Who is Julie Hempenstall? She lives in Bendigo and she likes reading Australia's historic newspapers. The National Library has hoisted its collection on the net and had them digitised by computers. I can see what keeps her there.
Hard at work drafting this article, I just spent the past hour reading about early Sydney - about the Governor's plan for a school for Aboriginal boys and girls to "improve the Energies of this innocent, destitute, and unoffending race". It wasn't a raging success.
Anyway, the computer digitisation of that article was full of mistakes. Why? Optical character recognition isn't perfect even with clean print and certainly not with 200-year-old, stained, yellowed newspapers with antiquated fonts - or fontf as it was printed in 1788. But people such as Julie have pored over the articles and the library's clever ''crowdsourcing'' website allows them to correct mistakes they find.
It's addictive. I found the obituary of an extraordinary Englishman, William Stanley Jevons, who was an architect of modern economics. He turned up in Sydney in his teens in 1854 and was a busy fellow. He became assayer to our mint, was a newspaper photographer in Australia (strictly a hobby) and the first to document the El Nino effect. Reading all the digitised mistakes, I just couldn't help myself. He didn't gain an honorary degree from the "Umversity of Odinburgh". It was the University of Edinburgh. Anyway, it's fixed now.
This bit of crowdsourcing has been a huge success. Without so much as an official launch:
- In the first month in 2007 more than 200,000 lines of text were corrected in 12,000 articles. By the six-month mark, 2 million lines had been corrected in 100,000 articles.
- At no point since the first few days has there been a time when text correction is not taking place. It goes on 24/7.
- More than a fifth of users log in from offshore - with growing communities of participants from Britain, the United States, New Zealand and Canada. One of the top 10 correctors is in the US.
- The top 10 text correctors were correcting significantly more text than all other users, spending up to 45 hours a week on the activity.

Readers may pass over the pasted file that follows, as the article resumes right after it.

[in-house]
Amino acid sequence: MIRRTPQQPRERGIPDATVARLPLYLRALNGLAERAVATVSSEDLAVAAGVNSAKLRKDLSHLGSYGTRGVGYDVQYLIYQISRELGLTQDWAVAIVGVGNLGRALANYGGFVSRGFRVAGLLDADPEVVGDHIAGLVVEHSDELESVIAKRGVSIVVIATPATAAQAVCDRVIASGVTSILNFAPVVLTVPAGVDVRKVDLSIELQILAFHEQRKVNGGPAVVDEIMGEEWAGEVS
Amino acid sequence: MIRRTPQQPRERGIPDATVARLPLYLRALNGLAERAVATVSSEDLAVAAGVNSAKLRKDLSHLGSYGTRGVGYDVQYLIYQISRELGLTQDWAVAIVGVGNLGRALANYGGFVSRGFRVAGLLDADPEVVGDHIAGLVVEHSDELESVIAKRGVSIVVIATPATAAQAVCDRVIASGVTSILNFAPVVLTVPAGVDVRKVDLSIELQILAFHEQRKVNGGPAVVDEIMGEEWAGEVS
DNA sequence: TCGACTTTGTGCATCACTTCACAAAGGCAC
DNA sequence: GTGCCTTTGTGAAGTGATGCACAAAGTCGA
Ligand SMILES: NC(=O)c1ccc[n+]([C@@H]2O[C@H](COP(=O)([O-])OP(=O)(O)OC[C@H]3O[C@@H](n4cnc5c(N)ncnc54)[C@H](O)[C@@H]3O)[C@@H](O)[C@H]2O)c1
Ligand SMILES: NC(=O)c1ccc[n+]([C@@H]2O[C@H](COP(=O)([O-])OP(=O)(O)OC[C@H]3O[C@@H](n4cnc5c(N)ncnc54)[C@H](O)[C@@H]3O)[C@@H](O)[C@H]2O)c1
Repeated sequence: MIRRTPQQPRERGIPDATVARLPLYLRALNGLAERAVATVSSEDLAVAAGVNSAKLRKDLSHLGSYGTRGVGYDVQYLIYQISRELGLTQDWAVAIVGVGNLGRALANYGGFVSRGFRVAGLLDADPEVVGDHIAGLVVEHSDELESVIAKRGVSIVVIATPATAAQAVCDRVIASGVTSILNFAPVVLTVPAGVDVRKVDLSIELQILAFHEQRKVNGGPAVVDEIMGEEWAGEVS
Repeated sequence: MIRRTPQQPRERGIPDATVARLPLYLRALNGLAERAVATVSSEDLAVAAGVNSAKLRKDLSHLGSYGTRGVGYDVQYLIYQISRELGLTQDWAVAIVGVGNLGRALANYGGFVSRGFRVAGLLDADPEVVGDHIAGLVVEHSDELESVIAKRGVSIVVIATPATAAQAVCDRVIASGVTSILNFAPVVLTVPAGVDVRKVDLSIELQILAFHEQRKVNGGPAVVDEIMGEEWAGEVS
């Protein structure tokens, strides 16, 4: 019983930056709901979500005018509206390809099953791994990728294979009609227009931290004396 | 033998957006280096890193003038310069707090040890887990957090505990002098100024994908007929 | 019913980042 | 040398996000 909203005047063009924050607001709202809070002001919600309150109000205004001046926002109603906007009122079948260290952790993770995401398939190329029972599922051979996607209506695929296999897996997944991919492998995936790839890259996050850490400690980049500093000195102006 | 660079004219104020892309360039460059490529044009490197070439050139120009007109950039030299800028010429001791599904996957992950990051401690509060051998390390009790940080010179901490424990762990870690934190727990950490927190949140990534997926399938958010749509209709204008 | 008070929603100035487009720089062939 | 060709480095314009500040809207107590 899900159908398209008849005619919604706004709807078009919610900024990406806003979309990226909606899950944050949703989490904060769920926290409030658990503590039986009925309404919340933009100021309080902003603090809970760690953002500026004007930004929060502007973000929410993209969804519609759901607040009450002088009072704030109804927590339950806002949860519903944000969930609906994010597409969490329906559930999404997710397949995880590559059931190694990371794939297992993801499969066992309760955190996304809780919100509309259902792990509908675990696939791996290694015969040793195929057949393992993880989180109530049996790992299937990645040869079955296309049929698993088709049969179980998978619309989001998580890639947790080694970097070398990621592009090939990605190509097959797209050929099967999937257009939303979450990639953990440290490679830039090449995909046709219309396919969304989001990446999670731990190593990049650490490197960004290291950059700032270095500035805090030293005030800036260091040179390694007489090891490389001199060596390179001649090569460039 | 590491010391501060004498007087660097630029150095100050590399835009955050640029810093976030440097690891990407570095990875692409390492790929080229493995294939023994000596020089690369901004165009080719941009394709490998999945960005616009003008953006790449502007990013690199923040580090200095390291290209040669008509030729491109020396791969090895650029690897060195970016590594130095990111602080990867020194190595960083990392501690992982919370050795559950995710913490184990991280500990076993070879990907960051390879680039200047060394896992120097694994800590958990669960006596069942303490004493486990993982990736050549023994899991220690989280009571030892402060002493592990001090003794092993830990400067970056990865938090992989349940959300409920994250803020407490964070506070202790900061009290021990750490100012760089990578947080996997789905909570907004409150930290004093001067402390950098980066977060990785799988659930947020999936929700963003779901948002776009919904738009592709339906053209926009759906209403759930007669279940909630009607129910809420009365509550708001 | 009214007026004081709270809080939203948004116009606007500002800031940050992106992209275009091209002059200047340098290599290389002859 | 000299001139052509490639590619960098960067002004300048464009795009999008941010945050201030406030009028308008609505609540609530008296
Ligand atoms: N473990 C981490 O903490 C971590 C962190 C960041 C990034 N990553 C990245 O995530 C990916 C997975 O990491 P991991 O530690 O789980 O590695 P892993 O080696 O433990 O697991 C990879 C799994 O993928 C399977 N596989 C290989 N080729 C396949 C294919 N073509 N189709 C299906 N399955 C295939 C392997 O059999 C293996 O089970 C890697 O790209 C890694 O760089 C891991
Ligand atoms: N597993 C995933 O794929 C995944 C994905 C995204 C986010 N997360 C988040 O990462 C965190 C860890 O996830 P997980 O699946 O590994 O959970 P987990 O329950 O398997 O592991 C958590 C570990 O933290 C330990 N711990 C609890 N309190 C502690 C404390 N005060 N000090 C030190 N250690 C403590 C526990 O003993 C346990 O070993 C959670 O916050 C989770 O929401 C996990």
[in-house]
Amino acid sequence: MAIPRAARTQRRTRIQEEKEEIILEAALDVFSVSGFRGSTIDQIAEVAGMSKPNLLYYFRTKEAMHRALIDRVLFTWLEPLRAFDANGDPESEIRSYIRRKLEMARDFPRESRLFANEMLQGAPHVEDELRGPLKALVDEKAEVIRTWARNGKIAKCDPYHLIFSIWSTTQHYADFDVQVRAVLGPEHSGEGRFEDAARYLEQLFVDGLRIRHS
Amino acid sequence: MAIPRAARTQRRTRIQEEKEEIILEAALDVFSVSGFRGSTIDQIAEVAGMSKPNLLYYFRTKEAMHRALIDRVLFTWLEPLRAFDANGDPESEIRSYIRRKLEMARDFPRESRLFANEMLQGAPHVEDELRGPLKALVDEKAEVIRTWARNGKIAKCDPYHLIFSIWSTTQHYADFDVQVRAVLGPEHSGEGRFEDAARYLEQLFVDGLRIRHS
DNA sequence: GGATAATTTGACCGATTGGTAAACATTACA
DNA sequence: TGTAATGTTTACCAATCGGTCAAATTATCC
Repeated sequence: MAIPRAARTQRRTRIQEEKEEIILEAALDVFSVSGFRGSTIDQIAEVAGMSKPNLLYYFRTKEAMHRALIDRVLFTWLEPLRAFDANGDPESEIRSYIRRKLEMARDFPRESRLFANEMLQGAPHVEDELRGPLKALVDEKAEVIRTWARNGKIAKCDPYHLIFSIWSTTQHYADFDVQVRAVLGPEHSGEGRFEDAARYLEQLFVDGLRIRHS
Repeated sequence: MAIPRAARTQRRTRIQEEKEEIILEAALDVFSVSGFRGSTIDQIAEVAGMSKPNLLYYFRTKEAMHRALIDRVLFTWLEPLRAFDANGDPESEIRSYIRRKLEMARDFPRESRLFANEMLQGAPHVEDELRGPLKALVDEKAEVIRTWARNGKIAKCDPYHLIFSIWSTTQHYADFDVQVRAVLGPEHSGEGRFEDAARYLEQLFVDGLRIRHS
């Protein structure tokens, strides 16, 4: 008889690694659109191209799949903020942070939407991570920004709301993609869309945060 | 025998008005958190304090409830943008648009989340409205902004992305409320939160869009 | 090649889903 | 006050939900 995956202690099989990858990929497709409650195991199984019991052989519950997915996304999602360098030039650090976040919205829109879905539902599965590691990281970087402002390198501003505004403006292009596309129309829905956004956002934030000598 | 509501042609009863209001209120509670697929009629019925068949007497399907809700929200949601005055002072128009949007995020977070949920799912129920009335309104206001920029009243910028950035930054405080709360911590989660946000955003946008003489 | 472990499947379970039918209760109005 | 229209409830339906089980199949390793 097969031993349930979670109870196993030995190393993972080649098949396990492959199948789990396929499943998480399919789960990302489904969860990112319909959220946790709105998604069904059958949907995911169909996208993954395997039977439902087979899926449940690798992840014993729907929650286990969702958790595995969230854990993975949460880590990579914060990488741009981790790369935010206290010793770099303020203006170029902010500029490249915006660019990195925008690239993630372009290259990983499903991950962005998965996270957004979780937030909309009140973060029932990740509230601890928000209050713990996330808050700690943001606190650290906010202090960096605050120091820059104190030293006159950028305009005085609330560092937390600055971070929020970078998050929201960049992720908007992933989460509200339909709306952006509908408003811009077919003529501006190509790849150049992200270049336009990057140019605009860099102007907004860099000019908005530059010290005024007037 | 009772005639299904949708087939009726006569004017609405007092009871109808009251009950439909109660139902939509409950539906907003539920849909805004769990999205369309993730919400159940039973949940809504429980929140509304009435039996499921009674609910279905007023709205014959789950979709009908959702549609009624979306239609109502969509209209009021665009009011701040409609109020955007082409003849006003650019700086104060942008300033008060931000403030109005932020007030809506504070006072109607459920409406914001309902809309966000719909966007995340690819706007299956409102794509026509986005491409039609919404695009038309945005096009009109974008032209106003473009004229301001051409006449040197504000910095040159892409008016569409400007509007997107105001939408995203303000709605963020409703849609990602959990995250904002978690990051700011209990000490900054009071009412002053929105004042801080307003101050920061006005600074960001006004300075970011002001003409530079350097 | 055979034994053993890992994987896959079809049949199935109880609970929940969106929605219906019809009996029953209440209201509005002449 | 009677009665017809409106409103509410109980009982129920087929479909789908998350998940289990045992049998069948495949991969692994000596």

- No vandalism of text was detected in six months, so no roll-back to previous versions or moderation was required.
Oh - and our Julie from Bendigo emerged as a leading contributor from early on in the project. When I last heard, she'd corrected more than a quarter of a million lines of code.
All this is a microcosm of how the world's governments are starting to get with the vibe of Web 2.0. Web 1.0 comprised websites and email. Today Web 2.0 is a platform of blogs, wikis and social networking tools for collaboration between all and sundry - often people who've never met and never will. Who knew that we've had an encyclopedia in us just waiting to get out on a wiki? We all know now.
But we've only just begun thinking about what Web 2.0 might mean for the business of governing. Julie Hempenstall gives me a way of explaining just one set of possibilities considered by the Government 2.0 Taskforce.
For there are a two things we know about Julie's work. We know she does it for its own sake - after all, no one's paying her. And it's very likely that, in addition to this intrinsic motivation, she's also motivated by making some small contribution to the community. (All the respondents to the National Library's survey of major contributors listed this among their motivations.)
Now intrinsic motivation and civic-mindedness are valuable things pretty much anywhere - but particularly around government.
We still don't understand that much about intrinsic motivation or of how to maximise it in the workforce but it seems clear that it is critical to highly skilled activity. Eric S. Raymond, the author of a groundbreaking book on volunteer-built open-source software (such as Linux and Firefox), attributes much of the superiority of open-source modes of working to intrinsic motivation: ''Fun'', he says, is a sign of peak efficiency. Painful development environments waste labour and creativity; they extract huge hidden costs in time, money, and opportunity.
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